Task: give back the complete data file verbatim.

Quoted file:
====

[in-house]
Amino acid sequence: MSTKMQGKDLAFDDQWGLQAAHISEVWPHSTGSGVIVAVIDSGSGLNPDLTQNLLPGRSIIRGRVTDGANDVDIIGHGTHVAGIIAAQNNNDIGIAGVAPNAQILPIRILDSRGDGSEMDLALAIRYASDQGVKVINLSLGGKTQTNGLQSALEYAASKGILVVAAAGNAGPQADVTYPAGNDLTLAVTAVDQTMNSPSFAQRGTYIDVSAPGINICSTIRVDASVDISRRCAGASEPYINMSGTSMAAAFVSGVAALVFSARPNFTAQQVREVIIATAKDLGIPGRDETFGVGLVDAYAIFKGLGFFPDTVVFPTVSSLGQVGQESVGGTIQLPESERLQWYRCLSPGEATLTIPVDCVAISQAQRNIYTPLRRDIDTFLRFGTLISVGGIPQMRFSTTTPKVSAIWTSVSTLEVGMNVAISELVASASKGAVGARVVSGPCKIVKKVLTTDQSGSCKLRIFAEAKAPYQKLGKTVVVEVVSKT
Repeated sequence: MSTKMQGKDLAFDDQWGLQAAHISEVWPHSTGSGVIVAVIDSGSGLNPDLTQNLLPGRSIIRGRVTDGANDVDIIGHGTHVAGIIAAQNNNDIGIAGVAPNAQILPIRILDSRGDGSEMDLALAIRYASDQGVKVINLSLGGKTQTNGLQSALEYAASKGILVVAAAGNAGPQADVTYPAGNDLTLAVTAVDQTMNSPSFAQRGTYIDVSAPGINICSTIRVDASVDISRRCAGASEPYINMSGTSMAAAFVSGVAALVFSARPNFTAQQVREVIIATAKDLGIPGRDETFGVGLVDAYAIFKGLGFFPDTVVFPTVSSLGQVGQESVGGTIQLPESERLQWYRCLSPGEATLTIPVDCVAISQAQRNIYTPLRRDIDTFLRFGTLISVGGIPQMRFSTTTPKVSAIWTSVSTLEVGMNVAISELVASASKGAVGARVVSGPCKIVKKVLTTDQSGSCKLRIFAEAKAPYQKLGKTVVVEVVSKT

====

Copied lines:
[in-house]
Amino acid sequence: MSTKMQGKDLAFDDQWGLQAAHISEVWPHSTGSGVIVAVIDSGSGLNPDLTQNLLPGRSIIRGRVTDGANDVDIIGHGTHVAGIIAAQNNNDIGIAGVAPNAQILPIRILDSRGDGSEMDLALAIRYASDQGVKVINLSLGGKTQTNGLQSALEYAASKGILVVAAAGNAGPQADVTYPAGNDLTLAVTAVDQTMNSPSFAQRGTYIDVSAPGINICSTIRVDASVDISRRCAGASEPYINMSGTSMAAAFVSGVAALVFSARPNFTAQQVREVIIATAKDLGIPGRDETFGVGLVDAYAIFKGLGFFPDTVVFPTVSSLGQVGQESVGGTIQLPESERLQWYRCLSPGEATLTIPVDCVAISQAQRNIYTPLRRDIDTFLRFGTLISVGGIPQMRFSTTTPKVSAIWTSVSTLEVGMNVAISELVASASKGAVGARVVSGPCKIVKKVLTTDQSGSCKLRIFAEAKAPYQKLGKTVVVEVVSKT
Repeated sequence: MSTKMQGKDLAFDDQWGLQAAHISEVWPHSTGSGVIVAVIDSGSGLNPDLTQNLLPGRSIIRGRVTDGANDVDIIGHGTHVAGIIAAQNNNDIGIAGVAPNAQILPIRILDSRGDGSEMDLALAIRYASDQGVKVINLSLGGKTQTNGLQSALEYAASKGILVVAAAGNAGPQADVTYPAGNDLTLAVTAVDQTMNSPSFAQRGTYIDVSAPGINICSTIRVDASVDISRRCAGASEPYINMSGTSMAAAFVSGVAALVFSARPNFTAQQVREVIIATAKDLGIPGRDETFGVGLVDAYAIFKGLGFFPDTVVFPTVSSLGQVGQESVGGTIQLPESERLQWYRCLSPGEATLTIPVDCVAISQAQRNIYTPLRRDIDTFLRFGTLISVGGIPQMRFSTTTPKVSAIWTSVSTLEVGMNVAISELVASASKGAVGARVVSGPCKIVKKVLTTDQSGSCKLRIFAEAKAPYQKLGKTVVVEVVSKT